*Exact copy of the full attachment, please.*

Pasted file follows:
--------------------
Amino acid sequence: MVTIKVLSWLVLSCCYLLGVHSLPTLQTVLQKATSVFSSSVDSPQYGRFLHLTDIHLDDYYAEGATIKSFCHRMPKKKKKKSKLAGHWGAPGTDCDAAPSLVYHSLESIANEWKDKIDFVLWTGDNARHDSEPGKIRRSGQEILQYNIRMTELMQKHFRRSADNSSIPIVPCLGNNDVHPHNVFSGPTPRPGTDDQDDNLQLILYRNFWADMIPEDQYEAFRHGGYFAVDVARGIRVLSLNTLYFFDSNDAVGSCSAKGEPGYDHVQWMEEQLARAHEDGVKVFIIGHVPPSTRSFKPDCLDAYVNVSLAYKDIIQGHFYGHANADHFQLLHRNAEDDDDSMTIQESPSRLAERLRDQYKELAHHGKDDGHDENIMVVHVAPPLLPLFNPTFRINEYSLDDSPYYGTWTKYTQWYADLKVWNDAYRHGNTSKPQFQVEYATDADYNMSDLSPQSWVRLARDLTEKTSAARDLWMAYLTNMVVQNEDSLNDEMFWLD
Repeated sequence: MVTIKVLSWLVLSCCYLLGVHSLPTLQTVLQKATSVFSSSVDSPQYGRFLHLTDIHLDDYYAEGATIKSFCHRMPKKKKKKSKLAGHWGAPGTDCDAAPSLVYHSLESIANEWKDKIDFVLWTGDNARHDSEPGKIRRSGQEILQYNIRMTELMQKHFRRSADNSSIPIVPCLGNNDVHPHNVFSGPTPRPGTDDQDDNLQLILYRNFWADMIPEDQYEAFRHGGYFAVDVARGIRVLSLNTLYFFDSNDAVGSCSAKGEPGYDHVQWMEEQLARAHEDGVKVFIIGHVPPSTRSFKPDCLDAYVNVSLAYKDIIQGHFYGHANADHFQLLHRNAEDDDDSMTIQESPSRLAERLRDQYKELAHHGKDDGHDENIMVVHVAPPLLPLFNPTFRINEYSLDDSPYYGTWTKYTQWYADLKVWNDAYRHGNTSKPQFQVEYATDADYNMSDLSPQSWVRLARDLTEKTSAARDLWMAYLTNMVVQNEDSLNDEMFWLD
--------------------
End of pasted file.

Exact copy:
Amino acid sequence: MVTIKVLSWLVLSCCYLLGVHSLPTLQTVLQKATSVFSSSVDSPQYGRFLHLTDIHLDDYYAEGATIKSFCHRMPKKKKKKSKLAGHWGAPGTDCDAAPSLVYHSLESIANEWKDKIDFVLWTGDNARHDSEPGKIRRSGQEILQYNIRMTELMQKHFRRSADNSSIPIVPCLGNNDVHPHNVFSGPTPRPGTDDQDDNLQLILYRNFWADMIPEDQYEAFRHGGYFAVDVARGIRVLSLNTLYFFDSNDAVGSCSAKGEPGYDHVQWMEEQLARAHEDGVKVFIIGHVPPSTRSFKPDCLDAYVNVSLAYKDIIQGHFYGHANADHFQLLHRNAEDDDDSMTIQESPSRLAERLRDQYKELAHHGKDDGHDENIMVVHVAPPLLPLFNPTFRINEYSLDDSPYYGTWTKYTQWYADLKVWNDAYRHGNTSKPQFQVEYATDADYNMSDLSPQSWVRLARDLTEKTSAARDLWMAYLTNMVVQNEDSLNDEMFWLD
Repeated sequence: MVTIKVLSWLVLSCCYLLGVHSLPTLQTVLQKATSVFSSSVDSPQYGRFLHLTDIHLDDYYAEGATIKSFCHRMPKKKKKKSKLAGHWGAPGTDCDAAPSLVYHSLESIANEWKDKIDFVLWTGDNARHDSEPGKIRRSGQEILQYNIRMTELMQKHFRRSADNSSIPIVPCLGNNDVHPHNVFSGPTPRPGTDDQDDNLQLILYRNFWADMIPEDQYEAFRHGGYFAVDVARGIRVLSLNTLYFFDSNDAVGSCSAKGEPGYDHVQWMEEQLARAHEDGVKVFIIGHVPPSTRSFKPDCLDAYVNVSLAYKDIIQGHFYGHANADHFQLLHRNAEDDDDSMTIQESPSRLAERLRDQYKELAHHGKDDGHDENIMVVHVAPPLLPLFNPTFRINEYSLDDSPYYGTWTKYTQWYADLKVWNDAYRHGNTSKPQFQVEYATDADYNMSDLSPQSWVRLARDLTEKTSAARDLWMAYLTNMVVQNEDSLNDEMFWLD